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RACGP President issues call to arms with GPs needed on the frontline


Morgan Liotta


30/03/2021 4:11:18 PM

Applications for the 2022 AGPT Program are now open and Dr Karen Price has urged medical students to apply.

Young woman studying at laptop
More than 75% of participants from a recent medical training survey rated the quality of the RACGP’s orientation as ‘excellent’ or ‘good’.

The RACGP is calling on the next generation of GPs to apply for the 2022 Australian General Practice Training (AGPT) Program, with applications open until 20 April.
 
‘Every day in the life of a GP is different. The scope of general practice is unmatched among other medical specialties, and you can pursue what really interests you, such as obstetrics, emergency medicine or Aboriginal and Torres Strait Islander health,’ RACGP President Dr Karen Price said.
 
‘And of course, GPs are front and centre of the COVID-19 vaccine rollout. There’s not been a time in recent history when the valuable role GPs play in our community has been so visible.
 
‘I’m hopeful that it will inspire those choosing their medical speciality – become a GP, not only do we need you on the frontline, but I promise you will find your work there so rewarding. There’s nothing quite like the feeling you get from helping patients, becoming part of a community, and caring for someone throughout their life.’
 
In 2019, the RACGP signed an agreement with the Federal Government to return delivery of general practice training to the college, ensuring community-based and profession-led training.
 
Survey findings in the recently released 2019 General Practice Registrars Australia (GPRA) benchmarking report revealed that more than 85% of respondents reported that satisfaction with training experience is ‘important’ or ‘very important’, indicating that registrars expect a high standard from their general practice placements.
 
Support provided by the registrars’ medical college (48%), ability to access training placements according to preferences (29%), support for exam preparation from training organisations (34%), and wellbeing support (28%) ranked among the most important areas of satisfaction with training experience, the GPRA report found.
 
Training with the RACGP on the AGPT Program will allow registrars to join a community of more than 23,000 GPs, across urban, rural and remote areas, who have also completed their general practice training with the college.
 
Findings from the most recent Medical Board of Australia’s medical training survey showed 84% of GPs in training would recommend their training position to other doctors; 76% would recommend their workplace as a place to train; and 68% are confident they will find employment on completion of training.
 
More than three quarters of the 1183 survey participants rated the quality of the RACGP’s orientation ‘excellent’ or ‘good’, while 84% said they received ‘excellent’ or ‘good’ clinical supervision.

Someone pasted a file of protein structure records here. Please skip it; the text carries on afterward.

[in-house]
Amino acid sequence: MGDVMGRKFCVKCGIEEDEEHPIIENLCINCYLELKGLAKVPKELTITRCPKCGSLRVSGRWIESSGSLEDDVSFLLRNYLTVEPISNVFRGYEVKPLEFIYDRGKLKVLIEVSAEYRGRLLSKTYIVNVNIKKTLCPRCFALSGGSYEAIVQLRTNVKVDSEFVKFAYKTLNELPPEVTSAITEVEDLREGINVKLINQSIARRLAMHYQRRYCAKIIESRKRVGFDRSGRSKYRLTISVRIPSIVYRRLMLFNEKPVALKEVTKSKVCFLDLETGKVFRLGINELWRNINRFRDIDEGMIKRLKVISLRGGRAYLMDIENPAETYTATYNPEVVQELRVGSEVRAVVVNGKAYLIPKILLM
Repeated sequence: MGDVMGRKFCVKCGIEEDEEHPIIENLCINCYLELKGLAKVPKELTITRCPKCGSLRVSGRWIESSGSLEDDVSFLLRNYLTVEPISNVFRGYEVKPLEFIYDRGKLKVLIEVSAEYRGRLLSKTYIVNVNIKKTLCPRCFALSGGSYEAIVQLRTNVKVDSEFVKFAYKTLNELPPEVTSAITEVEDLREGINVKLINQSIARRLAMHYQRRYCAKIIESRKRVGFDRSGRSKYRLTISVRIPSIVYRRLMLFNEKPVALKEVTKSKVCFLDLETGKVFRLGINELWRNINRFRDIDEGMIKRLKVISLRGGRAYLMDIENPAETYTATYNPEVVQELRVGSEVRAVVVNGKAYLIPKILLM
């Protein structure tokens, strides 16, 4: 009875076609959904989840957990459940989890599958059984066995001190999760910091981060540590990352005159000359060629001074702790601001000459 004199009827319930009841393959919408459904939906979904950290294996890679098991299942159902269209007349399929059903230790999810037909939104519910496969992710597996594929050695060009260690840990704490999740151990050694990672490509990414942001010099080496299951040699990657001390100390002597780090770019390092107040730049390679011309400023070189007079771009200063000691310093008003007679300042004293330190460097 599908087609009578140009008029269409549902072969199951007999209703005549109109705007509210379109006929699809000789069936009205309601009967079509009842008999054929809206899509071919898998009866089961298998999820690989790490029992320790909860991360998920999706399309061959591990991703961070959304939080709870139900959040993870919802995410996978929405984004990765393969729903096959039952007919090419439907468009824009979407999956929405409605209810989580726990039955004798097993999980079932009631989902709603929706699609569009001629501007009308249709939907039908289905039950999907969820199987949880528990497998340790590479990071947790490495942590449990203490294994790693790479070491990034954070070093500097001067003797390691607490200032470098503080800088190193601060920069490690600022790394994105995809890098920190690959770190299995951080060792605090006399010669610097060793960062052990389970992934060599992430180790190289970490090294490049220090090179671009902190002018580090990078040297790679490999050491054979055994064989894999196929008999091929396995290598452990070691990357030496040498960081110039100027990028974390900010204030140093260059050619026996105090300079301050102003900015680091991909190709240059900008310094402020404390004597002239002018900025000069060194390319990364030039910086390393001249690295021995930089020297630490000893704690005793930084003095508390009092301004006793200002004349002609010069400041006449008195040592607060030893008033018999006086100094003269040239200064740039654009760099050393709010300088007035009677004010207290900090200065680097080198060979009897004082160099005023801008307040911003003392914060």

When it came to meeting the needs of registrars, the RACGP was the highest performing medical college, with four in five registrars saying they would recommend their current training site to other doctors.
 
Applicants for 2022 AGPT can also opt for the Rural Generalist (RG) training under the AGPT rural pathway, which equips GPs to meet the unique needs of smaller communities in rural and remote Australia.
 
‘We know there is a lack of highly trained GPs in our country, particularly in rural and remote areas,’ Dr Price said.
 
‘We need to fix this right away; everyone deserves access to high quality general practice care no matter their postcode.’
 
In early 2020, the RACGP worked closely with the Department of Health to secure a change to the AGPT RG program, giving registrars more flexibility to choose their training pathway.
 
The move proved to be successful, with 40% more GPs in training choosing the 2021 AGPT RG program compared to 2020.
 
The Fellowship in Advanced Rural General Practice (FARGP), delivered by RACGP Rural, adds on an extra year of study in the form of advanced rural skills training.
 
According to the RACGP’s Health of the Nation 2020 report, the FARGP had over 677 graduates and 111 new enrolments from September 2019­–20.
 
RACGP Rural Chair Dr Michael Clements said the diverse nature of working in rural communities that rely heavily on their local GPs offers both a rewarding and challenging career.
 
‘Every day in the life of a GP is different, particularly those who work in rural communities, which often don’t have access to nearby hospitals or specialists,’ he said.
 
‘As such, GPs working in rural and remote communities need a broader range of skills. This is where Rural Generalist training comes in – it provides advanced skills in a range of areas such as obstetrics and gynaecology, anaesthetics and emergency medicine, as well as mental health, palliative care and adult internal medicine.
 
‘My message to junior doctors considering training as a GP in rural Australia is to go for it, you won’t regret it.’
 
Applications for the AGPT Program 2022 intake opened on Monday 22 March 2021 and close at 11.59 pm (AEST), Tuesday 20 April 2021.
 
The RACGP is also hosting a series of webinars for 2022 AGPT Program applicants, running from March through to early June.
 
More information and applications are available on the RACGP website.
 
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AGPT Program GPs in training Rural Generalist


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